Mitchell early, Johnson late, Louisville nudges Virginia Tech

Virginia Tech arriving in town with some major aspirations, after knocking off Virginia in its last game, wanting to add an exclamation mark against the University of Louisville.

Jaylen Johnson getting to know his way around the basket lately (Cindy Rice Shelton photo).

Fired up, driven, with the familiar site of Coach Buzz Williams all worked up on the sideline, shedding his jacket early, changing from suit and tie at half time for a moisture-resistant sweatshirt in the final 20 minutes.

No time for any mistakes, not with Virginia Tech hitting 60% of its field goal attempts, and even better behind the 3-point line. UofL just refusing to wilt, coming away with a 94-90 win.

The visiting Hokies bringing their Barnum & Bailey circus act to town, along with a high-octane offense. They would tie an all-time record for 17 three-point baskets, daring the Cardinals to relax, take a couple of plays off.

Wasn’t going to happen Saturday, not with UofL committing a season-low three turnovers before a crowd of 21,524 fans Saturday at the KFC Yum! Center.

Ryan McMahon with three 3-pointers in the second half (Cindy Rice Shelton photo).

Donovan Mitchell would take control for Louisville in the first half, connecting on his first six shots, including three 3-pointers en route while leading all scorers with 26 points.

Jaylen Johnson would take over in the second half, cleaning up beneath the basket time after time. He would score all 16 of his points in the second half, making six of nine from the field, and four of five at the free throw line. He would also have eight rebounds.

Then there was Ryan McMahon to the rescue again, making three of four 3-point shots in the second half, helping Louisville to overcome a deficit and take the lead for good.

“I wondered how we could win this game,” said Coach Rick Pitino afterwards. “Making our free throws coming the stretch was big for us. We won this game with offense.”

The Cardinals are tied for second in the Atlantic Coast Conference, converging for a showdown at North Carolina at 9 p.m. next Wednesday.

Virginia Tech never was a team to be taken for granted, very much a threat with tournament time approaching. However, the Hokies weren’t about to slip up on Louisville, not this day, not with so much at stake for the Cardinals.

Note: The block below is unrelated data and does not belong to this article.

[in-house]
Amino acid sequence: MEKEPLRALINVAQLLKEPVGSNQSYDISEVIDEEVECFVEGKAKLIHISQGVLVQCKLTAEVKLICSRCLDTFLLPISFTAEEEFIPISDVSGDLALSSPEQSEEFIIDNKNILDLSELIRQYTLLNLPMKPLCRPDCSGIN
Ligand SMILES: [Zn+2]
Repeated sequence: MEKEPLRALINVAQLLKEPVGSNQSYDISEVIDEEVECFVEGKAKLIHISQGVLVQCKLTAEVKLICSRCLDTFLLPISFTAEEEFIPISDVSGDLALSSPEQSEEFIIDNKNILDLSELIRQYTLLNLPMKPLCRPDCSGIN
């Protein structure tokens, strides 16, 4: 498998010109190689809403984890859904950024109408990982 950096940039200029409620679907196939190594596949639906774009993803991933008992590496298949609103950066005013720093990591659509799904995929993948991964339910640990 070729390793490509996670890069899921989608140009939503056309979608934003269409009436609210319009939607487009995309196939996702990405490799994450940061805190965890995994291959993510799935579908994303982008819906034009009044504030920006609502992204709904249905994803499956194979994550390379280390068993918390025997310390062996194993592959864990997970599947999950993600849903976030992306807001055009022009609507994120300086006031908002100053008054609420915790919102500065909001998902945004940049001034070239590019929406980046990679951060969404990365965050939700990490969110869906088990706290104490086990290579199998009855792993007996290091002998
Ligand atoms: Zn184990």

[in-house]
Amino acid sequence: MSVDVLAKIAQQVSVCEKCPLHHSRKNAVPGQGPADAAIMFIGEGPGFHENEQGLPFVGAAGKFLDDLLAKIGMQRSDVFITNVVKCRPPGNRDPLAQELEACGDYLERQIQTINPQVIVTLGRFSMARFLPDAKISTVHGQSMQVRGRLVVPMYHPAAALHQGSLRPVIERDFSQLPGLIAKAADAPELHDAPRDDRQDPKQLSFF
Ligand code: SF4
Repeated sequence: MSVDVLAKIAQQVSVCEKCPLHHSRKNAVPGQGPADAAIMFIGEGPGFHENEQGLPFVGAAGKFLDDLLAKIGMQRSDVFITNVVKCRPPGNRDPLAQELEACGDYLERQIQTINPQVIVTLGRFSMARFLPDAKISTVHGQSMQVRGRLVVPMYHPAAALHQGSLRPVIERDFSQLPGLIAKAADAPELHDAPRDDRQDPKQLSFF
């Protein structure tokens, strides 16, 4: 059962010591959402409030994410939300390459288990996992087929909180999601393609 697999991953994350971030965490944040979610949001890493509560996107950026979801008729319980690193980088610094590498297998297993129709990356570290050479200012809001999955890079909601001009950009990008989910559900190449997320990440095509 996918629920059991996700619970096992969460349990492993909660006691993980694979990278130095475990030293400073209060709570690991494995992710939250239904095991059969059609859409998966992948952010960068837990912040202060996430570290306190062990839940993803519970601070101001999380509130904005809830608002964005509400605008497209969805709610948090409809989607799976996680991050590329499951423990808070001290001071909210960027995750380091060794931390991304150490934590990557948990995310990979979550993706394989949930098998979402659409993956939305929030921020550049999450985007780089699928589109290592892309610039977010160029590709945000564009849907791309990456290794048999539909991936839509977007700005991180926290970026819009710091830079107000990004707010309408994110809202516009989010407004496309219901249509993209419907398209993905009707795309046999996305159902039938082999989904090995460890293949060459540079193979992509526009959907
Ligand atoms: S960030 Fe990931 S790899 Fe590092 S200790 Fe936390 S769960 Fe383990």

Louisville baseball on the road again to Omaha

Dan McDonnell doesn’t have to remind players of the annual aspirations or the ultimate objective for University of Louisville baseball.

They are, in this order: Getting back to Omaha for the College World Series and winning a national championship.

Dan McDonnell: “You have to believe before you can achieve.”

Reminders abound throughout baseball complex. The wall behind his desk is a super magnified photo of Ameritrade Stadium. The same one adorns the wall of the team meeting room.  The outfield walls in Jim Patterson Stadium feature giant billboards commemorating three past trips to Omaha.

A banner on the front entrance to the stadium declares that the road to Omaha goes through Louisville. The coaches, the players and the fans share the same expectation of getting back to Omaha, of someday getting out of Omaha with the biggest trophy of them all.

The coach went to the College World Series as a college player at The Citadel in 1990.  He expects it, always anticipates returning.

“You got to believe it before you can achieve it,” McDonnell said. “I felt like this year I didn’t have to say it as much, which is good.  It’s understood.  It’s why the kids are here.  It’s what the fans expect here and I’m really proud of that.  That’s a neat place to be – a program where the expectations are to go to Omaha and win a national championship.”

The season begins for the Cardinals this weekend in Clearwater, Fla., with a Friday game at 3 p.m. against Alabama State, a Saturday game at 6 p.m. against Maryland, and a Sunday 1 p.m. game against Ball State. No television but the games will be broadcast on 93.9 The Ville.

The opening home game is against Eastern Kentucky on Wednesday at 3 p.m., followed by a three-game weekend series against Nebraska-Omaha.

Ryan McMahon off the bench, carries Louisville past Syracuse in overtime

Ryan McMahon the guy who usually leads the cheers on the bench was leading the University of Louisville on the court at Syracuse in overtime on Big Monday. (Cindy Rice Shelton photo).

One of the most unpredictable games ever, no one ever really in command or playing under control, last one with the basketball wins … unless someone turns the ball over or dribbles it out of bounds.

Keystone cops near the end of regulation, balls bouncing off of heads, toes, butts and elbows. Or maybe a pinball game, balls ricocheting off the flappers, winding up with the weirdest angles, sometimes even in the basket.

The comedy on the court upstaged only by Syracuse Coach Jim Boeheim roaming around with his mouth wide open, unable to believe any call could go against his Syracuse team. University of Louisville Coach Rick Pitino trying hard to stifle a smile or a smirk (who knows?) with the game on the line in the closing seconds of regulation. 

Anything seemed possible but winning the least likely after Donovan Mitchell fouled out at the 1:18 mark, with UofL clinging to a fragile five-point lead. No surprise Syracuse coming back to tie it up after one of those Keystone cop plays on a three-pointer by John Gillon. Deng Adel missing the front end of two bonus situations.  This one was destined for overtime.

With Mitchell out, Adel missing everything and Snider all but exhausted, the question was where UofL’s points were going to come from in this overtime.